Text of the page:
Suddenly, Maira looks out the window and spies a woman in a purple coat near the reservoir, slowly plodding along with her pooch, and begins to narrate her journey. “This,” she realizes, “is going to be my spot for the next five months.”

Maira Kalman

New York, Grand Central Station, 1999, gouache and ink on paper
Courtesy of the artist

Print Email

Daily rate: $2
Monthly rate: $18
Yearly rate: $180

Tablet is committed to bringing you the best, smartest, most enlightening and entertaining reporting and writing on Jewish life, all free of charge. We take pride in our community of readers, and are thrilled that you choose to engage with us in a way that is both thoughtful and thought-provoking. But the Internet, for all of its wonders, poses challenges to civilized and constructive discussion, allowing vocal—and, often, anonymous—minorities to drag it down with invective (and worse). Starting today, then, we are asking people who'd like to post comments on the site to pay a nominal fee—less a paywall than a gesture of your own commitment to the cause of great conversation. All proceeds go to helping us bring you the ambitious journalism that brought you here in the first place.

Readers can still interact with us free of charge via Facebook, Twitter, and our other social media channels, or write to us at Each week, we’ll select the best letters and publish them in a new letters to the editor feature on the Scroll.

We hope this new largely symbolic measure will help us create a more pleasant and cultivated environment for all of our readers, and, as always, we thank you deeply for your support.

Therry Neilsen-Steinhardt says:

How heavenly to think that Maira Kalman has a home at the Jewish Museum and also on these pages. SHe is an amazing artist, and I’ll be clicking on her name for yers to comee. More illustrations, please, Tablet.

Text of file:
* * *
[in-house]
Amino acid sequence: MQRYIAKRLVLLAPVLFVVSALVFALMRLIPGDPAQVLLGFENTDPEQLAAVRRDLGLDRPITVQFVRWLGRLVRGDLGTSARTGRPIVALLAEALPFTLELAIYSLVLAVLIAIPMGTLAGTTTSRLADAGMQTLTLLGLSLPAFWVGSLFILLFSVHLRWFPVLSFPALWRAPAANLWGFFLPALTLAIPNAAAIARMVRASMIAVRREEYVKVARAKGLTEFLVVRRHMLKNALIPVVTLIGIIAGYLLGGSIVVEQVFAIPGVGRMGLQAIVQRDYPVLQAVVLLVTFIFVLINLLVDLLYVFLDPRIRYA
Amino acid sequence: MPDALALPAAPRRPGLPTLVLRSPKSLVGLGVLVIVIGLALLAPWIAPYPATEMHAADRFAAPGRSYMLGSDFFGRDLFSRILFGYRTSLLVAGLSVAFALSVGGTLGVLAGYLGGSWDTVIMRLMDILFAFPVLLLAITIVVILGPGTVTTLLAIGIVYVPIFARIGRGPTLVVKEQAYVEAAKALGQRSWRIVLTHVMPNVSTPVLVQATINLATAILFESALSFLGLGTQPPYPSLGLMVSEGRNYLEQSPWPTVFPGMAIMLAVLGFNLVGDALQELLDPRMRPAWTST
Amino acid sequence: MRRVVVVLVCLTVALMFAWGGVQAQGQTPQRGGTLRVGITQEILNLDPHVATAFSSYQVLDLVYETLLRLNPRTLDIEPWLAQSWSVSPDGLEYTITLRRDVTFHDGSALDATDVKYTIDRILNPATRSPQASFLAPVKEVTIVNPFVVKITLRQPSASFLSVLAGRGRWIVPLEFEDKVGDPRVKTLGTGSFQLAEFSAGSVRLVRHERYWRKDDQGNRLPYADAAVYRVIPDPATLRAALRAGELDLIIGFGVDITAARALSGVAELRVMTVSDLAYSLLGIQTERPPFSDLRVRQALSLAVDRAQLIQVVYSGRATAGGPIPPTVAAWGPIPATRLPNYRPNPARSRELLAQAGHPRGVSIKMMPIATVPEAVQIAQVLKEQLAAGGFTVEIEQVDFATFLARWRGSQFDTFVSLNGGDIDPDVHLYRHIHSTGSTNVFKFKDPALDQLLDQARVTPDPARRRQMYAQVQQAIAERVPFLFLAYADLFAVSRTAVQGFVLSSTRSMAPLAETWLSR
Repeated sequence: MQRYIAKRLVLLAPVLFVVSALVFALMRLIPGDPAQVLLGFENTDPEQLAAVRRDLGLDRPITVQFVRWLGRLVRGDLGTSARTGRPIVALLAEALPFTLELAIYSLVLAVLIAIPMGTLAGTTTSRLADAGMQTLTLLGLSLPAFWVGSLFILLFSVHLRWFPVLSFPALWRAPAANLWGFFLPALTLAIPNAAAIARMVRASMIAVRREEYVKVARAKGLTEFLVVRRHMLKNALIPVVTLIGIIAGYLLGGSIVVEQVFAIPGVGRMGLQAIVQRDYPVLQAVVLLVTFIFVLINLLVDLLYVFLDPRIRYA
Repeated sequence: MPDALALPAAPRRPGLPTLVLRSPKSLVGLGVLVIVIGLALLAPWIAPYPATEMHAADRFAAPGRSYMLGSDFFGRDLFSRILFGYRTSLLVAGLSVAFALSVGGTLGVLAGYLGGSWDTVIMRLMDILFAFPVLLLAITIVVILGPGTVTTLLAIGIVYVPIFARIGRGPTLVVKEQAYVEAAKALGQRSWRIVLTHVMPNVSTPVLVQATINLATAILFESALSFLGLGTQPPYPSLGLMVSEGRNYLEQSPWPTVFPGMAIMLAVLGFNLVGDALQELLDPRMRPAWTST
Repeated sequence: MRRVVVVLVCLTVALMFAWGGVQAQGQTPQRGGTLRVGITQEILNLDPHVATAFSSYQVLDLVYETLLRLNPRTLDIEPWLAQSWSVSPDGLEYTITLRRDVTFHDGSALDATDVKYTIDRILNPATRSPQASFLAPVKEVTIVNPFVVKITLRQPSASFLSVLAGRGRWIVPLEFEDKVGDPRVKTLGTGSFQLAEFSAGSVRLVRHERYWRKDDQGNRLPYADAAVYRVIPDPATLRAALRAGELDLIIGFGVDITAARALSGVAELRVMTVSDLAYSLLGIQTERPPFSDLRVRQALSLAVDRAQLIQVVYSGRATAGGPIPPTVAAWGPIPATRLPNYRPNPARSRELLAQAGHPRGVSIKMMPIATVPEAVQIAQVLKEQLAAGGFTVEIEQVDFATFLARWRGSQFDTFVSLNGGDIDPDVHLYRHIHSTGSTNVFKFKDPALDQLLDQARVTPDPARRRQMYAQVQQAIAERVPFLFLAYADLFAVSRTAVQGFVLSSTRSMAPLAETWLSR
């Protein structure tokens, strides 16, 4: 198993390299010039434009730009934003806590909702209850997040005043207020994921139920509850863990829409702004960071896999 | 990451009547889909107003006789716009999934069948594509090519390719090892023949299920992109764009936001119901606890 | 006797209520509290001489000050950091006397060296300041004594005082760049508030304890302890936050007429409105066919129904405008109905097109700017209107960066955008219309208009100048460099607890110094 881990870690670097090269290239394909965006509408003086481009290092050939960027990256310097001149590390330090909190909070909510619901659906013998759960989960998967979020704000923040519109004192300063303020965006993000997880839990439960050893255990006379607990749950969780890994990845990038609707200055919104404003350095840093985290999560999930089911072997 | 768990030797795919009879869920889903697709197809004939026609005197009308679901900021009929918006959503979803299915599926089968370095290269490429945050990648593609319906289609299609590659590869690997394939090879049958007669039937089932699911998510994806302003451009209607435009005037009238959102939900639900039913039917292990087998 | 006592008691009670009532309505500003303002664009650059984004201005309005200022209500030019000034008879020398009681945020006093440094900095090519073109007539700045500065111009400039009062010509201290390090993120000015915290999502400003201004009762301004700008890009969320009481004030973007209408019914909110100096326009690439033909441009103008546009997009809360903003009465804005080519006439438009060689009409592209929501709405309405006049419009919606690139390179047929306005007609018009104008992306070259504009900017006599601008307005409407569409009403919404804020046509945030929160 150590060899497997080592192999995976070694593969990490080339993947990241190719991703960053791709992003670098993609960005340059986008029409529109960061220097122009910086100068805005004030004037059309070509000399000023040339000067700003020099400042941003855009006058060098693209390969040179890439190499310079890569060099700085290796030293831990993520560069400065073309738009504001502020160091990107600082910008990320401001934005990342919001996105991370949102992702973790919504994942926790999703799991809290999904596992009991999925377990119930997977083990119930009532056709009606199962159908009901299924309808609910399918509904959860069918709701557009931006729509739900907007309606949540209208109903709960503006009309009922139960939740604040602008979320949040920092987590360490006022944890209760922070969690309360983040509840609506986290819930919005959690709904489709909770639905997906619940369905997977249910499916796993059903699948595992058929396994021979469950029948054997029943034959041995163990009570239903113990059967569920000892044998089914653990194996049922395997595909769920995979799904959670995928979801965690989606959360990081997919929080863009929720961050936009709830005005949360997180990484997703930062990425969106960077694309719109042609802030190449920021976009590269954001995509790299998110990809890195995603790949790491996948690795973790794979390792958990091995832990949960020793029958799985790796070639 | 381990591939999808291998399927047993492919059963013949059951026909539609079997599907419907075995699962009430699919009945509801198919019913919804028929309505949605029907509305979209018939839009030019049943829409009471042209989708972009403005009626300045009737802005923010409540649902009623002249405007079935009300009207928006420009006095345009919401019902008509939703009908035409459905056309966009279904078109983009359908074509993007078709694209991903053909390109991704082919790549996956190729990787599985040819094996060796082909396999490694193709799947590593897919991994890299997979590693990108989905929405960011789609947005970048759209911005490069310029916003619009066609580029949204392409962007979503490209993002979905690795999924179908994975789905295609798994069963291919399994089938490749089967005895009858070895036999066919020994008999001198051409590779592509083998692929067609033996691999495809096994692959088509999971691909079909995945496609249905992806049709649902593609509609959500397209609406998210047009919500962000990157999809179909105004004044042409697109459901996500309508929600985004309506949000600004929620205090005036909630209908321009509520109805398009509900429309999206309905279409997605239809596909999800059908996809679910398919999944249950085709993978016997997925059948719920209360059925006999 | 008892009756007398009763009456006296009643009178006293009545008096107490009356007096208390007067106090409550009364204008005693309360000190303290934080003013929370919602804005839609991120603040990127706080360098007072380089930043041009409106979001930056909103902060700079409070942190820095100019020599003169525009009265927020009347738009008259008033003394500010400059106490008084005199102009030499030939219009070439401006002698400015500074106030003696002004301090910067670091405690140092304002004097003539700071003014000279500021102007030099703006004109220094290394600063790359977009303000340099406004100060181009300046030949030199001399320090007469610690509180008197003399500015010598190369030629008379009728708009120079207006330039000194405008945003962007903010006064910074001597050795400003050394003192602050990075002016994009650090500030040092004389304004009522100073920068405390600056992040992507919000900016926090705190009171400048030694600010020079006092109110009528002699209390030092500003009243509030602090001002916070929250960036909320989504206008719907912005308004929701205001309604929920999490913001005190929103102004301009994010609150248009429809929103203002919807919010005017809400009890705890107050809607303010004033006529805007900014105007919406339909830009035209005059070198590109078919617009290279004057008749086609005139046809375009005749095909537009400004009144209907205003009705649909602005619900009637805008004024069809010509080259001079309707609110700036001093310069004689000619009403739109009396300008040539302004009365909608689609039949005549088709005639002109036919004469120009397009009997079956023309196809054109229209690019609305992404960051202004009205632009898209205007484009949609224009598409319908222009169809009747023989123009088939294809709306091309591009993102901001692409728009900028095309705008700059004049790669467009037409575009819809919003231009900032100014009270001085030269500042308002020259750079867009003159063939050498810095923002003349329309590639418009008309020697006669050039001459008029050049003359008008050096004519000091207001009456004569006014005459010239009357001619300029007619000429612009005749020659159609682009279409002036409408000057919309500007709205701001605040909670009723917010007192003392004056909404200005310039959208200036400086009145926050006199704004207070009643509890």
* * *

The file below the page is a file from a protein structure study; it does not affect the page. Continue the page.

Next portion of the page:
Rachel says:

Maira Kalman is one of my favourite artists and I am delighted to see this piece. I look forward to seeing her at the museum and in Tablet.

Oliver Pollak says:

I saw this exhibition in San Francisco and Los Angeles. It is a must see.

Great piece. I too am a huge, huge fan. Have an incredible poster she made for the national Children’s Book Council (“Read!”) in my girls’ room. And I just sent the divine “What Pete Ate from A to Z” to a friend 15 minutes ago!

Dorothy Wachsstock says:

Just went back in deleted mail to read this article. Don’t know how old Maira Kalman is but she has chosen to do what thousands of immigrants that came to this country in the early 1900’s did without a thought.

They swept the steps and the streets in front of their little apartments that are now called Townhouses but were at that time, 6 family apartments.

My late grandmother passed that on to my mother who did the same as we were growing up. Everyone on the street would do it. Do not know if there was a sanitation union dept then, but, the streets were cleaner in Williamsburg than they are today with the unions and their upgrade paychecks.

Congratulations :) Your website is great.


Your comment may be no longer than 2,000 characters, approximately 400 words. HTML tags are not permitted, nor are more than two URLs per comment. We reserve the right to delete inappropriate comments.

Thank You!

Thank you for subscribing to the Tablet Magazine Daily Digest.
Please tell us about you.

Maira Kalman in Residence

Artist literally sweeps the streets at her Jewish Museum exhibit

More on Tablet:

The Kindergarten Teacher Who Won Cannes

By Vladislav Davidzon — Hungarian actor Géza Röhrig stars in Auschwitz drama Son of Saul